Charles Cowles (art dealer)

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Charles Cowles (born 1941) is an American art dealer and a collector of contemporary art. Cowles was also a curator of Fine Art at the Seattle Art Museum from 1975 until 1979.

He opened his contemporary art gallery at 420 West Broadway in SoHo in lower Manhattan in 1979, mounting the first public exhibition there in April 1980. The Charles Cowles Gallery was finally located on 537 West 24th Street, between 10th and 11th Avenues in Chelsea in New York City.

In June 2009 After thirty years as a successful art dealer Cowles closed his contemporary art gallery and retired to a more private life.[1]

Charles Cowles was the publisher of Artforum magazine from the mid-1960s until the early-1980s. He graduated from Stanford University in the early-1960s and originally operated the magazine in 1965 from Los Angeles, California. By 1967, he moved Artforum to Manhattan where it quickly became one of America's leading contemporary art magazines. His family was also connected to publishing via the Cowles Media Company.

Selected artists and former artists[edit]

During its years of operation from April 1980 through July 2009 the Charles Cowles Gallery exhibited many artists including: Oliver Arms, Charles Arnoldi, Dennis Ashbaugh, David Bates, Howard Ben Tré, Mark Boyle, Marsha Burns, Beatrice Caracciolo, Sandro Chia, Dale Chihuly, Chema Cobo, Gene Davis, Ronald Davis, Jim DeFrance, Laddie Dill, Elizabeth Enders, William Eggleston, Vernon Fisher, Tommy Fitzpatrick,, Caio Fonseca, Richard Hamilton, Tom Holland, Patrick Ireland,[2][3] Harry Kramer, Ronnie Landfield,[4] Terence LaNoue, Frank Lobdell, Michael Lucero, Doug Martin, Alden Mason, Wilhelm Moser, Robert Motherwell, Manuel Neri, Nathan Oliveira, Beverly Pepper, Joanna Pousette-Dart, Mimmo Rotella, Martin Saar, Italo Scanga, Frank Stella, Al Souza, Toshiko Takaezu, Peter Voulkos, Darren Waterston, William T. Wiley, Xiaoze Xie, Robert Yoder[5]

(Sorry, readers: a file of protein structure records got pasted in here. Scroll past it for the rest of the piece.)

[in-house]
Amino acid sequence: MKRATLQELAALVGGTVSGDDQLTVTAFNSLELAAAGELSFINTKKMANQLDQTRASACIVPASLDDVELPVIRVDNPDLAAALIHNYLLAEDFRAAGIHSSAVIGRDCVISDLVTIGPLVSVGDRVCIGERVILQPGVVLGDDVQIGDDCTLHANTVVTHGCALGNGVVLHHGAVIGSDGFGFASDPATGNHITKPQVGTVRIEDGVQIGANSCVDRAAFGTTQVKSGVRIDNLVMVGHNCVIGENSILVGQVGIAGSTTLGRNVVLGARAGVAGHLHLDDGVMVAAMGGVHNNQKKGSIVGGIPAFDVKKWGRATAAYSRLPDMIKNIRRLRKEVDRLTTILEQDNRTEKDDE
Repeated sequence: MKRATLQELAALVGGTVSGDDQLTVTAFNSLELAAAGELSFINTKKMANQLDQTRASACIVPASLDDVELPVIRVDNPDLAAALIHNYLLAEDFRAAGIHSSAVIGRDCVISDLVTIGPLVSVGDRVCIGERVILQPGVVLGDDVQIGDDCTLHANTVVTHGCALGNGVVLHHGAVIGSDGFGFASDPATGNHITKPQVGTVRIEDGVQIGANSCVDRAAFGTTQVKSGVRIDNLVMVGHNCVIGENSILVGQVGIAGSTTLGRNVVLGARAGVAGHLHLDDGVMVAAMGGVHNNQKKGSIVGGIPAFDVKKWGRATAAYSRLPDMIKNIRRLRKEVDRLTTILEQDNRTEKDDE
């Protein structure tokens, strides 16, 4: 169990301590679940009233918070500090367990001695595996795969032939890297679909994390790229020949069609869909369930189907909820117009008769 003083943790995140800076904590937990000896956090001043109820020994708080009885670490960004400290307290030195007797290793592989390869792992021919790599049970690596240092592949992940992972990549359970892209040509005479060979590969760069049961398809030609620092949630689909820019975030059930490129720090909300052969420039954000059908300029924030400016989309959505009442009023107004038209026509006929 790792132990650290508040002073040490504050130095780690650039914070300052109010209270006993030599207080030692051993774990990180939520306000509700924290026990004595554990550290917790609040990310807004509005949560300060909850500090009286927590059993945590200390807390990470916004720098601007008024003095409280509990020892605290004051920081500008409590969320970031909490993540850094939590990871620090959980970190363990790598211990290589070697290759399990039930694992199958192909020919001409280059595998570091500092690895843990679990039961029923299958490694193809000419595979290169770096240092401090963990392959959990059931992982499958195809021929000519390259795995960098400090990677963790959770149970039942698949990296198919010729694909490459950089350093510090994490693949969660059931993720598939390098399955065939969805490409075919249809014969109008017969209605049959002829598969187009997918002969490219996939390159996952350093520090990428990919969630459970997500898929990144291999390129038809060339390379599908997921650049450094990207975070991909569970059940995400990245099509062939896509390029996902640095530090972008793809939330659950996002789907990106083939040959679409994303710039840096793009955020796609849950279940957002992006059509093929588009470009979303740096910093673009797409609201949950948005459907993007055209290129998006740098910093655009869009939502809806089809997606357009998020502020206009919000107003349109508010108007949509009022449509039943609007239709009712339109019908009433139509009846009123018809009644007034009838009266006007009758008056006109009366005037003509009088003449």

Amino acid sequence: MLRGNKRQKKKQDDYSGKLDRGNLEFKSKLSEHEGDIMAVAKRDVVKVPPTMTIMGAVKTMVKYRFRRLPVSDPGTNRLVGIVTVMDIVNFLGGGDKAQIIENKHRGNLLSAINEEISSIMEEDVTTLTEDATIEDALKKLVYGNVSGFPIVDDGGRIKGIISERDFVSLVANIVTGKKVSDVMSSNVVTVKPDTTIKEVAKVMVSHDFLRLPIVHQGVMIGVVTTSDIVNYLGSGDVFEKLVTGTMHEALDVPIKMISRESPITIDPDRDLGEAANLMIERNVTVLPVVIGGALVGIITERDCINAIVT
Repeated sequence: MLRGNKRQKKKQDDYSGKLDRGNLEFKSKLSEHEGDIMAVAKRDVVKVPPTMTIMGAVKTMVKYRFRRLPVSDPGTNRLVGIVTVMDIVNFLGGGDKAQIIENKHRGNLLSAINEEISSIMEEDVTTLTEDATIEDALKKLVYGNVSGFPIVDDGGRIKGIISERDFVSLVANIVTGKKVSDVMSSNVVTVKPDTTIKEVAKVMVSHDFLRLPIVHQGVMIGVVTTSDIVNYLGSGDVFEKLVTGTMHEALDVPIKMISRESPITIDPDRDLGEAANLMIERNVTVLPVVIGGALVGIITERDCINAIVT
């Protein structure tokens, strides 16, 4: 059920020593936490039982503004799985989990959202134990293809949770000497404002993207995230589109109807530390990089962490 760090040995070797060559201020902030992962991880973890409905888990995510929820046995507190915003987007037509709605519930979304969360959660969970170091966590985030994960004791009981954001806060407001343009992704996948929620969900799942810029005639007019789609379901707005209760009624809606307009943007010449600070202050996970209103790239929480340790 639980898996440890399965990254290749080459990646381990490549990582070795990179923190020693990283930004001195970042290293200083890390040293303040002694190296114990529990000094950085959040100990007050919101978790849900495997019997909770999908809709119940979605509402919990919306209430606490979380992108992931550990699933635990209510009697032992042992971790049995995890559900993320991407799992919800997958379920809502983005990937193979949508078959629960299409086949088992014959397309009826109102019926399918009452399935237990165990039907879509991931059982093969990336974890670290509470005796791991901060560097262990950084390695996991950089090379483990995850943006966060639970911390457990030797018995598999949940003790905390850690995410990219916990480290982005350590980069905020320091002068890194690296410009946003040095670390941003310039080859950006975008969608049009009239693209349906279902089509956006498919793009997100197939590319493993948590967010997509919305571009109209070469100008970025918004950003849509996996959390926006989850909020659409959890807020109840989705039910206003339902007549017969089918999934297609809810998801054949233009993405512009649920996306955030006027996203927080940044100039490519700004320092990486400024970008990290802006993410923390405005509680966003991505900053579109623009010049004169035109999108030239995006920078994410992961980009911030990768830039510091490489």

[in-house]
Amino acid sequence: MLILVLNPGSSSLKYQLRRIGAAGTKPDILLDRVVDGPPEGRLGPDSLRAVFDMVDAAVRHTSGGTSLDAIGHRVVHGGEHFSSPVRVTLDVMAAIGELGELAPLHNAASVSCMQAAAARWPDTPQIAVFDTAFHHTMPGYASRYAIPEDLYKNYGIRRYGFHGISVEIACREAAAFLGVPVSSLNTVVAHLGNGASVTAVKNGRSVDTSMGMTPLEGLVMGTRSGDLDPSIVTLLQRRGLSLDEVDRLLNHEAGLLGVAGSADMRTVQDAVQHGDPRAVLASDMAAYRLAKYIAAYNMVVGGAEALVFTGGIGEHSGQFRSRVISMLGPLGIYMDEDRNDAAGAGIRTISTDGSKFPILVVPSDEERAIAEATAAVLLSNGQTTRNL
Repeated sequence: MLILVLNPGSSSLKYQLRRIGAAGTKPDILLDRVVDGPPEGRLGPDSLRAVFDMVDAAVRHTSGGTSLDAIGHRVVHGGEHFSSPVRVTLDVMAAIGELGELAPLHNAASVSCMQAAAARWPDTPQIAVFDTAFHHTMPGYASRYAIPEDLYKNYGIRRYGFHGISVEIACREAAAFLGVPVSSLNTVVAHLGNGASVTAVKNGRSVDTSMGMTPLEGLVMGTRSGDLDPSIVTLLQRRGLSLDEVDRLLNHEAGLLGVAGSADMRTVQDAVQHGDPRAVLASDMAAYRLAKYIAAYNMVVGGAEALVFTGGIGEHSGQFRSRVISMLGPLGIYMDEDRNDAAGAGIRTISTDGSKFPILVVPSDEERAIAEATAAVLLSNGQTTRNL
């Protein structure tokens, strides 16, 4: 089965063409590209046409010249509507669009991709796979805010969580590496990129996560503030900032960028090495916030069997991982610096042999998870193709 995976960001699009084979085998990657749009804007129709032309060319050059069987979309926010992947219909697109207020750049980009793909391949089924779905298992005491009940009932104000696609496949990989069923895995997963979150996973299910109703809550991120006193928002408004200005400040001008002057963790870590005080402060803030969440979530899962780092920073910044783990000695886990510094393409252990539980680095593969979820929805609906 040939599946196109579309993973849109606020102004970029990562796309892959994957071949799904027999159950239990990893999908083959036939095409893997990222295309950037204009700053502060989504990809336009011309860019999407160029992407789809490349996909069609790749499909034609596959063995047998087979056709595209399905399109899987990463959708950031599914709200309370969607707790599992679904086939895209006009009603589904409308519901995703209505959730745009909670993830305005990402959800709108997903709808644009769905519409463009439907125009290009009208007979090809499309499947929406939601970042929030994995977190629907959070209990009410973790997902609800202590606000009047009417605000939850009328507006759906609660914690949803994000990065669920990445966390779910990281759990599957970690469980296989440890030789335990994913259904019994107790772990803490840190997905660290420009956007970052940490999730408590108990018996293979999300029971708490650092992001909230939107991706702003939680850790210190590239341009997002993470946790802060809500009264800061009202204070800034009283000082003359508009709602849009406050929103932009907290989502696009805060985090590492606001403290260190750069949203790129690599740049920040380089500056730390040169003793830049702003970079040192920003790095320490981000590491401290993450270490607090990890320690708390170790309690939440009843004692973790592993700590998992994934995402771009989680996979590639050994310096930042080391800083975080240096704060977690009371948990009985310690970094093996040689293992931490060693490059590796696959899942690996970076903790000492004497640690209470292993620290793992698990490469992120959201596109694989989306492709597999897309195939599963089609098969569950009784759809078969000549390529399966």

See also[edit]


  1. ^ Spears, Dorothy (June 21, 2009), "This Summer, Some Galleries Are Sweating", The New York Times, retrieved April 28, 2010 
  2. ^ Irish Artist to "Bury" Alter Ego, ARTINFO, May 6, 2008, retrieved 2008-05-14 
  3. ^ Kimmelman, Michael (2005-05-22), "Patrick Ireland, 36, Dies; Created to Serve Peace", The New York Times, retrieved 2008-05-22 
  4. ^ online biography, retrieved February 2, 2009
  5. ^ Exhibition schedule retrieved December 21, 2009